Are stem cells in MS ready for prime time?

ECTRIMS 2019

Are stem cells in MS ready for prime time?

2300 1535 Peter Stevenson, PhD

Hot topics continued at ECTRIMS 2019 in Stockholm with Joachim Burman (Department of Neurology, Uppsala University Hospital, Sweden), who stepped up to the podium to discuss autologous haematopoietic stem cell transplantation (aHSCT) for multiple sclerosis (MS), embracing the viewpoint that the therapy is indeed ready for prime time.

Diving straight into the evidence base for aHSCT, he showcased data from Sormani et al1 that demonstrated that the proportion of patients with no evidence of disease activity (NEDA-3) was much higher after treatment with aHSCT when compared to “typical” MS drugs or placebo.

Dr Burman went on to discuss ASTIMS, the first trial of aHSCT therapy (plus immunomodulation) randomised 1:1 with mitoxantrone chemotherapy (20 mg every month for six months). Although the study was terminated early due to the slow accrual of patients (as mitoxantrone was beginning to be superseded during the study period), relapsing-remitting (RRMS) or secondary progressive (SPMS) MS patients were included for a significant proportion of the trial. Crucially, ASTIMS uncovered that the evolution of new T2 lesions was much higher in the mitoxantrone group, thereby supporting the concept of aHSCT.

The MIST trial, published this year in JAMA3, randomised aHSCT 1:1 with a control arm of standard disease-modifying therapies (DMTs). Inclusion criteria were an Expanded Disability Status Scale (EDSS) of 2–6, RRMS with ≥ 2 relapses in the previous 12 months, and at least 6 months of failed, approved therapy. Blinding for EDSS score and MRI-scan evaluation was performed, and the study allowed for crossover if the primary endpoint of sustained disability progression was reached.

“There was a huge difference between the DMT arm and the aHSCT arm. By five years, nearly 80% of those in the control arm had progressed in EDSS, whereas in the transplant arm it was about 10%,” said Dr Burman. Secondary endpoints included annualised relapse rate (0.78 for DMT, 0.02 for aHSCT; a 97.5% risk reduction), improvement in quality of life (SD36 score 51 to 71 for aHCST, no change for DMT) and change in EDSS score (3.3 to 4.0 for DMT, 3.4 to 2.4 for aHSCT).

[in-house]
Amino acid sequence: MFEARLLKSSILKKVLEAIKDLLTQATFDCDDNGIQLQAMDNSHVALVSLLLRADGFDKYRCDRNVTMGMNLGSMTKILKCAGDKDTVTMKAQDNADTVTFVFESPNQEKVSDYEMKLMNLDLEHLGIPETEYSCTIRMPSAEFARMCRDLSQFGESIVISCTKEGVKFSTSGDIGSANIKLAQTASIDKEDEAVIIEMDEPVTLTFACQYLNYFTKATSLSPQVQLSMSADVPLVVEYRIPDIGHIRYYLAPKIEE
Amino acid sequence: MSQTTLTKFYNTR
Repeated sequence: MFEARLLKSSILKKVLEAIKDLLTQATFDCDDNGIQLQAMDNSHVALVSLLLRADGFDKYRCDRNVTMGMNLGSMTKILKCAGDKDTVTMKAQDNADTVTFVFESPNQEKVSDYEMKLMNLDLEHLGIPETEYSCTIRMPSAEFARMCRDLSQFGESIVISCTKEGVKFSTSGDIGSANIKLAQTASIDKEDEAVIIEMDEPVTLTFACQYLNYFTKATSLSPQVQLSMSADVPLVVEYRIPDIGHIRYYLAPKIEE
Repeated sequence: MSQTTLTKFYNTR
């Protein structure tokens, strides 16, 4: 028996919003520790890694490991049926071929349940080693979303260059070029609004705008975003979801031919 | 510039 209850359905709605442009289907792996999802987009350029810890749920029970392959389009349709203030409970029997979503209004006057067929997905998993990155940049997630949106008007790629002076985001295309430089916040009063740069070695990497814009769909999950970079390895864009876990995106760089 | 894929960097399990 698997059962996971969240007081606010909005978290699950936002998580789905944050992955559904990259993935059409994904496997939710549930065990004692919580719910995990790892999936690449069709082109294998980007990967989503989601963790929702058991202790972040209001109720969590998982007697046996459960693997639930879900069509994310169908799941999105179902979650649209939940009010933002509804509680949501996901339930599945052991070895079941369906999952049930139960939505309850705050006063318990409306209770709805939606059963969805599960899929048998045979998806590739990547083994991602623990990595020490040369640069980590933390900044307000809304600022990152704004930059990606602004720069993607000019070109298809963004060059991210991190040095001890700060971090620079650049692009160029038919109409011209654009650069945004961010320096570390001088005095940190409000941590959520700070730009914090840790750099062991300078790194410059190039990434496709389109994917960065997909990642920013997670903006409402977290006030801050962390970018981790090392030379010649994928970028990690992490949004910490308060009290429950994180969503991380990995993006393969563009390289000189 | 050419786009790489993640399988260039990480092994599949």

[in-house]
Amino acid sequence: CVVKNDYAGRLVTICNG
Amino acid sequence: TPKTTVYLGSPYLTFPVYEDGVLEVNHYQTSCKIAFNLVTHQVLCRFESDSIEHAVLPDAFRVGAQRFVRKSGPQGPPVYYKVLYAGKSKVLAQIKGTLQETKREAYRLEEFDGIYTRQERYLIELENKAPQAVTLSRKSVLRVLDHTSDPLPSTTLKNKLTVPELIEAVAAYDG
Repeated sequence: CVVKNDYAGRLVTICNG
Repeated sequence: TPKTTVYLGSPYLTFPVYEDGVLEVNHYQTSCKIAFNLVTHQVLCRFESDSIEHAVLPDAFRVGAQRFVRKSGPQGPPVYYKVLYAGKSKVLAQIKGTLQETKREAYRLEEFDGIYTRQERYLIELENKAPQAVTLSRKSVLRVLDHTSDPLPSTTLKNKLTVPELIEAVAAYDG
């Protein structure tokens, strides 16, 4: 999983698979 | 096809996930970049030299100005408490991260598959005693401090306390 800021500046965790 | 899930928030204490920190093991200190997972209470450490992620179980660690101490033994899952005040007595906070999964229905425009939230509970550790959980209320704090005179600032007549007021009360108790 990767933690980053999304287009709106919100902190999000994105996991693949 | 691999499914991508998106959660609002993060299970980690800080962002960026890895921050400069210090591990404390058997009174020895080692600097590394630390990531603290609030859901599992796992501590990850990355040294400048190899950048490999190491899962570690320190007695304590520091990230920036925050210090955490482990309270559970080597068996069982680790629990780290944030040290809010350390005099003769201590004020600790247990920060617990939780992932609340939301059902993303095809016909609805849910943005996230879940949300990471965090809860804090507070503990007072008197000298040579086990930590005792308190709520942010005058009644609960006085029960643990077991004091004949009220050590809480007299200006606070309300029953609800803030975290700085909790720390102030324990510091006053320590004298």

Speaking on the EDSS changes, Dr Burman commented: “This is really something astonishing to me. Most trials show a slowing of disability rather than improvement.” Similarly, NEDA-3 scores were substantially higher in the aHCST arm at around 80% (out to five years) compared to 10% in the control group.

Since its inception, the main concern with aHSCT therapy has been mortality, but safety has definitely improved in recent years, said Dr Burman. Indeed, while collective data indicate that treatment-related mortality (TRM) dropped from 3.6% before 2005 to 0.3% after 2005, in low-intensity regimens, the TRM is zero.

No mortality was seen in the MIST trial, continued Dr Burman, nor was there any development of life-threatening events. The most common adverse events were disturbances in electrolyte concentration, as well as febrile neutropenia, but adverse events were not generally of clinical relevance.

In the follow-up period, there were some increased instances of dermatome varicella zoster (7 vs 2 for control), and minor differences in hyperthyroidism (3 vs 1) and hypothyroidism (1 vs 0).

In his closing remarks, Dr Burman turned to whether aHSCT is cost-effective. “Most of the costs [of] aHSCT are related to in-patient care,” he said. “In most countries in Europe, the cost associated with aHSCT is equivalent to 2–3 years of second-line DMT.”

For more coverage from ECTRIMS 2019, please click here.

 


 

References

  1. Sormani et al. Neurology. 2017.
  2. Mancardi et al. Neurology. 2015.
  3. Burt et al. JAMA. 2019.
Brainwork is supported by unrestricted grants from: